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Pore-Mediated Ion Transport Across Phospholipid Membranes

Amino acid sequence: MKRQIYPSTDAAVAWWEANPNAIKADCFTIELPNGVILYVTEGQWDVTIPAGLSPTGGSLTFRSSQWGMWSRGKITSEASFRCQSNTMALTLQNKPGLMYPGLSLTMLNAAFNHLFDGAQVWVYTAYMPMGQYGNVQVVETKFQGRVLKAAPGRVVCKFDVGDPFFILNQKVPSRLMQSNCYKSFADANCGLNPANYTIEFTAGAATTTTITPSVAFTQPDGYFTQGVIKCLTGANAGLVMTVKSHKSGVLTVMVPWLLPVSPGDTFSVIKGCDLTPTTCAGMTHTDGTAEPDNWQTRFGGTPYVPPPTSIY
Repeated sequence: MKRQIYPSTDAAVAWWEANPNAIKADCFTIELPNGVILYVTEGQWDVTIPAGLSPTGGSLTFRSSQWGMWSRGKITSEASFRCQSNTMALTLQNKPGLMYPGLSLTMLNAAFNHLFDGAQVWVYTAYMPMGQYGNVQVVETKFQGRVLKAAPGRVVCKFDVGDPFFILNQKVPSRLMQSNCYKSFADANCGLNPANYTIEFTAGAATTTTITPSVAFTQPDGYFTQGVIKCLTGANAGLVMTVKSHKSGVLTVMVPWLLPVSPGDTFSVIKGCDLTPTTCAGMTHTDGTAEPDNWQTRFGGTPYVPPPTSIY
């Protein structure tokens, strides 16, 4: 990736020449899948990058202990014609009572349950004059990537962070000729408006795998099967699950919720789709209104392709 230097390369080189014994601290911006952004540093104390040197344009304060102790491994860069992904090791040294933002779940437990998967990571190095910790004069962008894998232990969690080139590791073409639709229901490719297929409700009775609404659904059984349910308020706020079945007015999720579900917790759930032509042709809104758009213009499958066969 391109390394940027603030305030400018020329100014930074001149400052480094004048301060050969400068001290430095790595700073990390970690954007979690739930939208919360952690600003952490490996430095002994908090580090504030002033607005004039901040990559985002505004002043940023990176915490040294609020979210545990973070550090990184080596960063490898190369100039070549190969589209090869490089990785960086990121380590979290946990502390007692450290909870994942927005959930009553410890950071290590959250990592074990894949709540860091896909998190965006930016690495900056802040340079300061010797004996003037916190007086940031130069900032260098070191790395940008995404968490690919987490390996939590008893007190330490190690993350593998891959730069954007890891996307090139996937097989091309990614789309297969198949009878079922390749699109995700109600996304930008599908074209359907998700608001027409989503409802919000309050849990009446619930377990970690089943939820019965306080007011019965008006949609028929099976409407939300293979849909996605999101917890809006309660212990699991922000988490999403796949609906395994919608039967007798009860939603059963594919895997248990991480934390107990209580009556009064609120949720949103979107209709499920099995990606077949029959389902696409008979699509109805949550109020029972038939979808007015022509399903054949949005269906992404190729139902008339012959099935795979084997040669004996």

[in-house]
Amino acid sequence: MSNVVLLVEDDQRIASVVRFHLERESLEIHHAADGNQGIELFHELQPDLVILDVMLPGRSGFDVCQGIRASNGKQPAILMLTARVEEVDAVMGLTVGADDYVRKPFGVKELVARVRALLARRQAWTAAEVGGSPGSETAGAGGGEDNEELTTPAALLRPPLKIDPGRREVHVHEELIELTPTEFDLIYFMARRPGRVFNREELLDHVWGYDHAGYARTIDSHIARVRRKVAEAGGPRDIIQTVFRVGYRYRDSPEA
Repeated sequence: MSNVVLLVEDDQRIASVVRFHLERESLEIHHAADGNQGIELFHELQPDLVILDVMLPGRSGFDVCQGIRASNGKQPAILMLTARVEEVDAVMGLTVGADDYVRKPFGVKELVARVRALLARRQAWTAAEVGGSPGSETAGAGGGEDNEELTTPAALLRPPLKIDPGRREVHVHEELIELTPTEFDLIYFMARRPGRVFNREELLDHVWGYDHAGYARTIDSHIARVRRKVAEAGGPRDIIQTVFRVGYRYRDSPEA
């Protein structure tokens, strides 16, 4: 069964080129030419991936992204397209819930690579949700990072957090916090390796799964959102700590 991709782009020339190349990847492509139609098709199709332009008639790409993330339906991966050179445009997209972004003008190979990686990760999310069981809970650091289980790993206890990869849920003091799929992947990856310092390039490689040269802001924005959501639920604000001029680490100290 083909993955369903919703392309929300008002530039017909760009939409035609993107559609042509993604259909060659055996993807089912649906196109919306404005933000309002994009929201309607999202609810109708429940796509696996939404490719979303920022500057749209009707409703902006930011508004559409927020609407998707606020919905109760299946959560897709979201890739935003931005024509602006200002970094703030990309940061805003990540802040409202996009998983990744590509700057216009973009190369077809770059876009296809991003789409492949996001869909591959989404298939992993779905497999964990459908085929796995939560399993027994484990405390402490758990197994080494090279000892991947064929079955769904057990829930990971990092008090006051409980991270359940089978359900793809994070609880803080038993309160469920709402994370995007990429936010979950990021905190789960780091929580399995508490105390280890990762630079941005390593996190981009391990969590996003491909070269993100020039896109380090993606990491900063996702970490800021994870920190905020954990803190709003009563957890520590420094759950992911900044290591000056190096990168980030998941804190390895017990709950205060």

Trafficking of ions through cell membranes, being coupled to energy transduction, is central to many cellular processes and functions. While the transmembrane ion movement in cells is mainly mediated by specialized proteins, ions (as well as some small hydrophilic molecules) can leak in small amounts unassisted through transient defects that include water pores. Furthermore, unassisted but enhanced transport of solutes through cell membranes is an important prerequisite of many biomedical and biotechnological applications that include cryopreservation and drug and gene delivery: it is highly desirable if one could induce, at will and in a controlled manner, transient defects such as pores in biological membranes. Therefore, our simulation studies address the problem of ion transport through both pores formed due to transmembrane ionic charge imbalance as well as induced by chemical means, e.g through addition of dimethyl sulfoxide (DMSO), a solvent widely used in cell biology.

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